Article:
Teens are doing less these days, but it’s not just because they’re lazier. According to new research from the University of Georgia, three out of four teenagers aren’t getting enough exercise, but study authors blame education, not the kids, for their lack of regular physical activity.
The study of 360-thousand high school students finds the decline in exercise happens between ninth and 12th grades, and there’s a strong divide between genders. Only 35% of female students were found to engage in regular activity, compared to 57% of male students. And this new study backs up previous research that found gym-class requirements have been declining in recent decades, as well as data that shows obesity rates in kids between 12 and 19 has tripled since the 90s.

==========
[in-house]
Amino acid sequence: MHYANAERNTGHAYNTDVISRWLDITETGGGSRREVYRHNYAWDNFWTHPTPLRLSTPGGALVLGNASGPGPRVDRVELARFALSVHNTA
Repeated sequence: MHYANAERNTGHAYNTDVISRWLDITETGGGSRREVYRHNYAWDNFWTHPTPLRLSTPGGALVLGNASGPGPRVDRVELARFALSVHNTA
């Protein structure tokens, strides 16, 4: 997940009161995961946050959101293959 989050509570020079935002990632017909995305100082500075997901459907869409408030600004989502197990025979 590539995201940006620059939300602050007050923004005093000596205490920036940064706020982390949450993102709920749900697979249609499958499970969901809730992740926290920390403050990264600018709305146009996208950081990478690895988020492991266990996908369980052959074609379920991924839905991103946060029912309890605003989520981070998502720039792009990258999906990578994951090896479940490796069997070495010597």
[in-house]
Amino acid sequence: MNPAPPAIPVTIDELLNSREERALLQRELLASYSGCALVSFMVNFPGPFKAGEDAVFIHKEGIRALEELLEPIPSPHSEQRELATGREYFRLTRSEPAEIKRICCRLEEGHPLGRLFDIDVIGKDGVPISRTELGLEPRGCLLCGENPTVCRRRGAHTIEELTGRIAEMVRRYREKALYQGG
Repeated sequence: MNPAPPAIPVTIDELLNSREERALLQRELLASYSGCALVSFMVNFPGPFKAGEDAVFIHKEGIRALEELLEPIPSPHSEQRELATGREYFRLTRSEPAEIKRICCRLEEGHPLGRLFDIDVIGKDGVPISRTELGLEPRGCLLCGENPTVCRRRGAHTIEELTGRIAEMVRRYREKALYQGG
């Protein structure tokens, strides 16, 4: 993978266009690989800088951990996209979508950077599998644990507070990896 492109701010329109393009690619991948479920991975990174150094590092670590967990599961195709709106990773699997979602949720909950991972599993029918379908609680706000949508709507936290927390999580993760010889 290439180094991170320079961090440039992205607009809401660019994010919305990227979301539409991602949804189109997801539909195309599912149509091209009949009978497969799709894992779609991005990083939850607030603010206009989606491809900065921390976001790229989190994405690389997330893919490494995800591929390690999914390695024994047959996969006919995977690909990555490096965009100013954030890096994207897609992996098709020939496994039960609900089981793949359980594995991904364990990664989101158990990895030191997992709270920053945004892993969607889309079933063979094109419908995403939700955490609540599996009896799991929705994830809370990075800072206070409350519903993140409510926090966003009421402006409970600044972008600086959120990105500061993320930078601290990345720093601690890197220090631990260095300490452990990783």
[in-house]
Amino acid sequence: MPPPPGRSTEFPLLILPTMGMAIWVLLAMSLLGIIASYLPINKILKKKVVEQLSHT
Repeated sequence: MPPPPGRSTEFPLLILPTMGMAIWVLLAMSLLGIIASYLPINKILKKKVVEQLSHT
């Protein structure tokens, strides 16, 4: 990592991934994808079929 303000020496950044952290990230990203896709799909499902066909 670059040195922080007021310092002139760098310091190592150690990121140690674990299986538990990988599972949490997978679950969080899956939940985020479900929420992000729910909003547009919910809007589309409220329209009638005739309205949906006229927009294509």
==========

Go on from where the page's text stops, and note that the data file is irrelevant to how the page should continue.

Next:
“The length of recess, physical facilities and social environments at schools have been found to affect physical activity among students,” explains lead study author Janani Rajbhandari-Thapa, an associate professor of health policy and management at UGA. But the research suggests improving a school’s environment can increase physical activity among teens, as well as helping them develop other healthy behaviors, like healthy eating habits.
Source: NY Post